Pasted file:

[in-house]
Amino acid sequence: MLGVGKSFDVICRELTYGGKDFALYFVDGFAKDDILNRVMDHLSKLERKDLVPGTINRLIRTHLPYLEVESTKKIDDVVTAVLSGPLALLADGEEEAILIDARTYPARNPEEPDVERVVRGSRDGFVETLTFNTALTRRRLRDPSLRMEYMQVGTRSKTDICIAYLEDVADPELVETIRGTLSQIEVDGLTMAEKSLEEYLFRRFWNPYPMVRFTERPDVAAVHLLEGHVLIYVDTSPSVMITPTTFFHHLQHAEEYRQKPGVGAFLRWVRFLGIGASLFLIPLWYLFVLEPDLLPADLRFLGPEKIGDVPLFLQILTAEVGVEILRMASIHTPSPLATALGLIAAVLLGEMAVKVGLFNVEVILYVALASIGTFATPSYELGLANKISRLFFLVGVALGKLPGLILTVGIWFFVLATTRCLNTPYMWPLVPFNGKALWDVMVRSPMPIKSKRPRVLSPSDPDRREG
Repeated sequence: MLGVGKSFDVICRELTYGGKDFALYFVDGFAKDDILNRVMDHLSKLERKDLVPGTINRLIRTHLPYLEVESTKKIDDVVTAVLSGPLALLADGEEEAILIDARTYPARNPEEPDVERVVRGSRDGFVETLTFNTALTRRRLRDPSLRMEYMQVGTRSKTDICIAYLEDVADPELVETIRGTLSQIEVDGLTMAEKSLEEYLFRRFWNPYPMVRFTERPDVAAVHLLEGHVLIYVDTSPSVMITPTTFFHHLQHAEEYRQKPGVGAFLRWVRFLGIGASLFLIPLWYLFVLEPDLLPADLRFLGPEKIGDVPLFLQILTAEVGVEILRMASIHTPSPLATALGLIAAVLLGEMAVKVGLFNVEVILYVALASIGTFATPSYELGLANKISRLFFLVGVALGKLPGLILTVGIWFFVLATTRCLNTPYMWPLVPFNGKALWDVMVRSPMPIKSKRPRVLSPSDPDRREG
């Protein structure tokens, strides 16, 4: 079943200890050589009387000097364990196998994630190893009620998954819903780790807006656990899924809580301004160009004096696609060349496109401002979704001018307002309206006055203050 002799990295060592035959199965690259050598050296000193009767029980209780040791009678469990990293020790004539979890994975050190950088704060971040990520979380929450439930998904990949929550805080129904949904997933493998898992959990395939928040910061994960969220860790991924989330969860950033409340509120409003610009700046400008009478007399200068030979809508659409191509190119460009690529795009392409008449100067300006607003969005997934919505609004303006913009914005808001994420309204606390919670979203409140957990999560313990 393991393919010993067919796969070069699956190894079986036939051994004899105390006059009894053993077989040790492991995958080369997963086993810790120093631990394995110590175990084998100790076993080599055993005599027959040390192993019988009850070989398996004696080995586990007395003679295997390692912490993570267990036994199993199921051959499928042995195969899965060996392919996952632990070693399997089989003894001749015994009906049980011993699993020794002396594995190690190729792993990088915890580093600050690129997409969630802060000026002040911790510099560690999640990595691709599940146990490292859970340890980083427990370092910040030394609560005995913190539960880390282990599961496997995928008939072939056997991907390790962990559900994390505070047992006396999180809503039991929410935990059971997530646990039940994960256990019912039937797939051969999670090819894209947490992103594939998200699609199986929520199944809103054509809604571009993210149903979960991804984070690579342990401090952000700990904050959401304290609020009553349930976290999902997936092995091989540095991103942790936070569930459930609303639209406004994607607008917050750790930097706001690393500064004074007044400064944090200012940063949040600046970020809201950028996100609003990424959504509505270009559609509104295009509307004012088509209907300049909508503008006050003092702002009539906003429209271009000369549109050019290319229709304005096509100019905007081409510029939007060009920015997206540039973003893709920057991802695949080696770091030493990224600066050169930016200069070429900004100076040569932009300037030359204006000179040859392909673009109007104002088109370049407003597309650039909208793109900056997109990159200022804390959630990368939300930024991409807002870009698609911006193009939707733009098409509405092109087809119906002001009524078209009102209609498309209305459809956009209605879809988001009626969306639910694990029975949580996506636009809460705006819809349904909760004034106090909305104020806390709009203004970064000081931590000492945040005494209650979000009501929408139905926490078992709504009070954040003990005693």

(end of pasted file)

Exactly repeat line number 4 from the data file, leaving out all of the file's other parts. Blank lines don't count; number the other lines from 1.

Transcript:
């Protein structure tokens, strides 16, 4: 079943200890050589009387000097364990196998994630190893009620998954819903780790807006656990899924809580301004160009004096696609060349496109401002979704001018307002309206006055203050 002799990295060592035959199965690259050598050296000193009767029980209780040791009678469990990293020790004539979890994975050190950088704060971040990520979380929450439930998904990949929550805080129904949904997933493998898992959990395939928040910061994960969220860790991924989330969860950033409340509120409003610009700046400008009478007399200068030979809508659409191509190119460009690529795009392409008449100067300006607003969005997934919505609004303006913009914005808001994420309204606390919670979203409140957990999560313990 393991393919010993067919796969070069699956190894079986036939051994004899105390006059009894053993077989040790492991995958080369997963086993810790120093631990394995110590175990084998100790076993080599055993005599027959040390192993019988009850070989398996004696080995586990007395003679295997390692912490993570267990036994199993199921051959499928042995195969899965060996392919996952632990070693399997089989003894001749015994009906049980011993699993020794002396594995190690190729792993990088915890580093600050690129997409969630802060000026002040911790510099560690999640990595691709599940146990490292859970340890980083427990370092910040030394609560005995913190539960880390282990599961496997995928008939072939056997991907390790962990559900994390505070047992006396999180809503039991929410935990059971997530646990039940994960256990019912039937797939051969999670090819894209947490992103594939998200699609199986929520199944809103054509809604571009993210149903979960991804984070690579342990401090952000700990904050959401304290609020009553349930976290999902997936092995091989540095991103942790936070569930459930609303639209406004994607607008917050750790930097706001690393500064004074007044400064944090200012940063949040600046970020809201950028996100609003990424959504509505270009559609509104295009509307004012088509209907300049909508503008006050003092702002009539906003429209271009000369549109050019290319229709304005096509100019905007081409510029939007060009920015997206540039973003893709920057991802695949080696770091030493990224600066050169930016200069070429900004100076040569932009300037030359204006000179040859392909673009109007104002088109370049407003597309650039909208793109900056997109990159200022804390959630990368939300930024991409807002870009698609911006193009939707733009098409509405092109087809119906002001009524078209009102209609498309209305459809956009209605879809988001009626969306639910694990029975949580996506636009809460705006819809349904909760004034106090909305104020806390709009203004970064000081931590000492945040005494209650979000009501929408139905926490078992709504009070954040003990005693």